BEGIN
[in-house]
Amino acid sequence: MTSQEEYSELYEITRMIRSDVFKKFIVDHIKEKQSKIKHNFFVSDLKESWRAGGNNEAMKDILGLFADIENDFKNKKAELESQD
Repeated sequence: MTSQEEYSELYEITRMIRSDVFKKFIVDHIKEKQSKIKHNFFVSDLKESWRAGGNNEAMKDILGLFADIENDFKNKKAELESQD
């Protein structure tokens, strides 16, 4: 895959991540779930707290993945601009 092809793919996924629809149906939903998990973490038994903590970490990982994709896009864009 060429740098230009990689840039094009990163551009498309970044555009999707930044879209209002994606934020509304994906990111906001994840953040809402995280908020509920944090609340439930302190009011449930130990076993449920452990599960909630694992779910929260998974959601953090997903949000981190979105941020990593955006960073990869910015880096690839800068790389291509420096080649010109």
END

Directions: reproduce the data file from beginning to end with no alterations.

[in-house]
Amino acid sequence: MTSQEEYSELYEITRMIRSDVFKKFIVDHIKEKQSKIKHNFFVSDLKESWRAGGNNEAMKDILGLFADIENDFKNKKAELESQD
Repeated sequence: MTSQEEYSELYEITRMIRSDVFKKFIVDHIKEKQSKIKHNFFVSDLKESWRAGGNNEAMKDILGLFADIENDFKNKKAELESQD
């Protein structure tokens, strides 16, 4: 895959991540779930707290993945601009 092809793919996924629809149906939903998990973490038994903590970490990982994709896009864009 060429740098230009990689840039094009990163551009498309970044555009999707930044879209209002994606934020509304994906990111906001994840953040809402995280908020509920944090609340439930302190009011449930130990076993449920452990599960909630694992779910929260998974959601953090997903949000981190979105941020990593955006960073990869910015880096690839800068790389291509420096080649010109």